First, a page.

Steve Vai Australian masterclass venues confirmed

Below are the confirmed venues for the Steve Vai Australian masterclass tour. Note that the Perth venue is still TBA. Pick up your tickets from Thump Music. And if you’re going to the Melbourne masterclass, I’ll see you there!

Brisbane – Thursday 13th of October – 7.30pm – 10.30pm
Conservatorium Theatre – Queensland Conservatorium Griffith University

Sydney – Saturday 15th of October – 12.00pm – 3.30pm
Wesley Mission Centre – 220 Pitt Street, Sydney

Melbourne – Monday 17th of October – 7.30pm – 10.30pm
The Besen Centre Theatre – 87 – 89 Station Street, Burwood

Adelaide – Wednesday 19th October – 7.30pm – 10.30pm
Norwood Concert Hall – 175 The Parade, Norwood

Perth – Thursday 20th October – 7.30pm – 10.30pm
Still TBA

REVIEW: Marshall Class 5

Marshall’s famed 1959SLP (otherwise known as the Super Lead Plexiglas or simply “the Plexi”) is the backbone of rock as we know it – hell, maybe even life as we know it. This legendary amp has a great clean sound for the first few clicks of its volume knob, but once you get past room temperature it really starts to scream. The problem is, it’s friggin’ loud. The Plexi has claimed many an eardrum in the pursuit of rock perfection, and even the great Eddie Van Halen had to do all sorts of unorthodox tricks to tame its volume. Marshall itself has made various attempts at a version of the Plexi tone at lower volume levels (such as models in the legendary JMP-1 preamp and the newer JMD:1 amp), but one of the most intriguing is the Class 5.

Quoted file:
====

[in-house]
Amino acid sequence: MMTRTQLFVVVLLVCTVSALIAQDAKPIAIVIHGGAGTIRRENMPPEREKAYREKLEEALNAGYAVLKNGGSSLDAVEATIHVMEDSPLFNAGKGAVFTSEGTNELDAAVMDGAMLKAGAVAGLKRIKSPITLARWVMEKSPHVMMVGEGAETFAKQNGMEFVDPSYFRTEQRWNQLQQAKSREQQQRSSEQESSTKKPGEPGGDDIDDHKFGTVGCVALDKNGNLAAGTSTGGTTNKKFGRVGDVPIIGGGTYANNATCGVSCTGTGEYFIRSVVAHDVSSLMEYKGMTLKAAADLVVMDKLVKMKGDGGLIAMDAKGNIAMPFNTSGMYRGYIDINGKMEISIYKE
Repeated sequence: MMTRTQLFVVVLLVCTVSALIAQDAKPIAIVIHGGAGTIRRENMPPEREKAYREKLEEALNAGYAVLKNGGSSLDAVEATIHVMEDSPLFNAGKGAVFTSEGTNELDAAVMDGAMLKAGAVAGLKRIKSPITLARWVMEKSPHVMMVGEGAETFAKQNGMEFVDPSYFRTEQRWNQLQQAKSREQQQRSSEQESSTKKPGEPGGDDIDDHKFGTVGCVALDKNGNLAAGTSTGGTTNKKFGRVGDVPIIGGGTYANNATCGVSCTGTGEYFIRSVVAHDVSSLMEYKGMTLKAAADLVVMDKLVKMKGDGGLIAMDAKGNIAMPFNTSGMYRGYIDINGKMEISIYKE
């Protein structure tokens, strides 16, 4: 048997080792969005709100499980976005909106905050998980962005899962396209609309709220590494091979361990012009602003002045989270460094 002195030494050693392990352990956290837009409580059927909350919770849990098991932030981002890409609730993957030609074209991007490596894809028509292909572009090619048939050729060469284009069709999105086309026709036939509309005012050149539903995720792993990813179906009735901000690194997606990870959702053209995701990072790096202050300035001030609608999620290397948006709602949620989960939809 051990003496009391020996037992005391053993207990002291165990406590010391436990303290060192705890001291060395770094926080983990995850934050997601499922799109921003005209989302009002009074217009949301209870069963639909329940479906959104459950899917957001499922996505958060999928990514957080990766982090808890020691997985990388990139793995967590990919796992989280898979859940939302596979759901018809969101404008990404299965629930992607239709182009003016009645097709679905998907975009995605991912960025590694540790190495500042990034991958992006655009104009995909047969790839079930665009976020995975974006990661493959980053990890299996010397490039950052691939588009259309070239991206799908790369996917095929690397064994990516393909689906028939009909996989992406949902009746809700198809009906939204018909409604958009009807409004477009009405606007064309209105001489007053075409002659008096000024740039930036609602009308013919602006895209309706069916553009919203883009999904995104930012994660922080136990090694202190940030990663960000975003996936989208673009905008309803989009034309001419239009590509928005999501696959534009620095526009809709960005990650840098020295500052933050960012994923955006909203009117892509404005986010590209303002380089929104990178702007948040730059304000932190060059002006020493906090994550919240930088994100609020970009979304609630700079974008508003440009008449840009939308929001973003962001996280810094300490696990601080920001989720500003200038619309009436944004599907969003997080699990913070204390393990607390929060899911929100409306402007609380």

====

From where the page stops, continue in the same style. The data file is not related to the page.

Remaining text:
The Class 5 is not exactly a shrunk-down Plexi – and at 5 watts of Class A power it doesn’t exactly claim to be a mere miniaturised version of the 100 watt Plexi – but Marshall’s engineers have been careful to funnel as much of that classic Plexi mojo into this little bruiser as they could manage. Instead of the Plexi’s quartet of EL34 power valves, the Class5 rocks a single EL84, along with a pair of ECC83 preamp valves. The controls are ridiculously simple: Volume, Treble, Middle and Bass. No presence, no input gain, no reverb, no channel switching, no bright switch. If you want a clean sound, keep it low. If you want it to distort, turn it up. And there’s no effects loop, so what you hear is what you get. As with other non-effects-loop amps, if you want to add reverb or delay you’ll have to find a way around it. Either pedals through the front end (if you don’t need too much amp distortion), or outboard effects at the mixing desk would do the trick nicely.

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